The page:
As long as you have used the correct procedure and have sufficient evidence of the sexual harassment then you have good grounds for filing a complaint with the Equal Employment Opportunities Commission (EEOC) or equivalent state body.
If nothing can be done by these bodies on your behalf, you will be given official permission to file a lawsuit against your employer. Most states have statute of limitations, or time limits, for filing a claim. The federal statute of limitations is 180 days, but if your state’s statute of limitations for filing as sexual harassment claim is longer, then you will have more time.
All U.S. states have some kind of legislation in place which makes sexual harassment at work prohibited. On top of that, federal anti-discrimination legislation also makes sexual harassment illegal and subject to penalties such as fines.
Despite the protection of the law, sexual harassment is unfortunately still a common experience in many workplaces. Sexual harassment is not confined to women, as it can happen to any gender or gender identity.
When the extent of the harassment is uncomfortable or stressful enough to create a negative working environment then this is sufficient for a complaint to be made to an appropriate state or federal anti-discrimination body.
Suing For Workplace Sexual Harassment
Sexual harassment is quite common in many American workplaces. You will recognize it when persistent verbal, written or physical contact is made of an unwelcome sexual nature. The sooner you do something about this unwelcome behavior the better. Most employers should have a policy in place that allows you, as the victim of sexual harassment at work, to know how to report it.
The worst case scenario is when the harasser is someone in power and has the influence over any report you make. Serial workplace sexual harassment may be by another employee, but just as often it is a supervisor, a manager or someone in a powerful position.
This can make it hard to make a complaint, especially if you have been warned that a complaint could lead to you losing your job. Note that any kind of retaliation for reporting sexual harassment is also illegal.
Remember to report any incident of sexual harassment to whoever is in charge of employee relations such as an HR department at your place of employment. Keep a good record of any incidents, such as when and where and how the harassment took place and who was the harasser. When you report the incident within your workplace, make sure it is in writing and you keep copies of all correspondence involved.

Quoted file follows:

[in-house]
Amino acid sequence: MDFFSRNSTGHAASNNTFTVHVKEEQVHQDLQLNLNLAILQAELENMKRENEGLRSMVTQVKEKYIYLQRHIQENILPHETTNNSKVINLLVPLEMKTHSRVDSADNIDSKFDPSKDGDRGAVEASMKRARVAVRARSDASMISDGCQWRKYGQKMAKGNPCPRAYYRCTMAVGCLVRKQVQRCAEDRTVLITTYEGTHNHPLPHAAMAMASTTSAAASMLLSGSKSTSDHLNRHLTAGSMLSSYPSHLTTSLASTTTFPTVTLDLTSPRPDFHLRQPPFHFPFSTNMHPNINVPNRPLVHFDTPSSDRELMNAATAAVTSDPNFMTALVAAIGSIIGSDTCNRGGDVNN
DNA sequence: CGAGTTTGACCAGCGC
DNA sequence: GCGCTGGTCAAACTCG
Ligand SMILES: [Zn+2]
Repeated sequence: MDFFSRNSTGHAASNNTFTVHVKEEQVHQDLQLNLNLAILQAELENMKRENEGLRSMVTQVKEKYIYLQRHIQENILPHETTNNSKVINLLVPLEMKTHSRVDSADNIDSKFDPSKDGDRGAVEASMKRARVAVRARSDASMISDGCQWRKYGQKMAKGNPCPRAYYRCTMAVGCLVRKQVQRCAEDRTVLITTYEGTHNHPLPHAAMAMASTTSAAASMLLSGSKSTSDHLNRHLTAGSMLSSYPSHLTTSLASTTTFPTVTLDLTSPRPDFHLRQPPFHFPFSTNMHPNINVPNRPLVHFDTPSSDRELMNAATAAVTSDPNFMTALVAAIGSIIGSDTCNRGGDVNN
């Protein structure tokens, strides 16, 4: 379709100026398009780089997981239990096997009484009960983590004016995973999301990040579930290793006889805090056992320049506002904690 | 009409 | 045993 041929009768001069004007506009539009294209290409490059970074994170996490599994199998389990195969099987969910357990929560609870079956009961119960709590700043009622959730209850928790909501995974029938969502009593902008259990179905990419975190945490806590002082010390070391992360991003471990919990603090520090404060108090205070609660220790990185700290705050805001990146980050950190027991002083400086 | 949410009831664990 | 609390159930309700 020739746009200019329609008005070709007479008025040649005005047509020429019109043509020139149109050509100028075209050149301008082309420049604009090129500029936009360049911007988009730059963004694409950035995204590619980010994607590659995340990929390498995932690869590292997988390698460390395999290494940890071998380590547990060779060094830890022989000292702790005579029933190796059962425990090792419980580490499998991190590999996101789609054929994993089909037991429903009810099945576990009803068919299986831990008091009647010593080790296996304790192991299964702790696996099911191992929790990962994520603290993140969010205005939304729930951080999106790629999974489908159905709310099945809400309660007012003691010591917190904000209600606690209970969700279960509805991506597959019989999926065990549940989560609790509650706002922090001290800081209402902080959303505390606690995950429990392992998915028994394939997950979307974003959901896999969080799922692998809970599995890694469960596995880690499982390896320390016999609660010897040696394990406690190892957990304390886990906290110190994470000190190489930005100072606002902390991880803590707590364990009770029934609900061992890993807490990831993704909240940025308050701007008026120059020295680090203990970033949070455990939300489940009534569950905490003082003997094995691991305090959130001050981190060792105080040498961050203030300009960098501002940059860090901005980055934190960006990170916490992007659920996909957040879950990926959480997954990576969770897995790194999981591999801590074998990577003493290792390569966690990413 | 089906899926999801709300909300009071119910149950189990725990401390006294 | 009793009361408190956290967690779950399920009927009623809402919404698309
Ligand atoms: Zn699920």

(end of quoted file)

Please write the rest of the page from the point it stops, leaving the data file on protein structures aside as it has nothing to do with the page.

Filing With the EEOC
If your report or complaint is ignored or covered up, then the next step will be to take it to the EEOC (if your workplace has 15 or more employees) or the equivalent state body. File a complaint giving evidence of the nature of the harassment and what steps you have taken to get the behavior stopped. Provide any evidence you have available with your complaint.
The EEOC or state agency should appoint someone to investigate the complaint. This will involve contacting your employer and may also involve joint meetings with you and a representative from your employer to try and resolve the complaint.
If there is no satisfactory resolution, then you will be given formal permission to sue the employer for damages, citing a violation of state or federal anti-discrimination laws.
Steps To Take When Filing a Civil Suit for Sexual Harassment
You can file a civil lawsuit for sexual harassment against your employer once you have taken every step beforehand to resolve the issue. Most employees will find the whole procedure extremely stressful, but the dilemma is that if you do nothing at all, the harassment will continue and your state of mind, as well as your safety, may be in danger. However, if you persist in reporting the harassment you risk alienating your employer.
The answer is to be as meticulous as you can in following through each successive step available to you before taking the matter to the civil court. The court will be much more likely to listen to what you have to say if you have shown that you have followed the procedure and have been given permission by anti discrimination bodies to sue your employer for violating state and / or federal law.
Get Help When Suing
You should speak with a lawyer about your experience of sexual harassment as early on as possible. The lawyer should be able to provide legal advice, help you file a complaint with a government anti-discrimination agency and if all else fails, help you to sue your employer for failing to stop sexual harassment to take place at work
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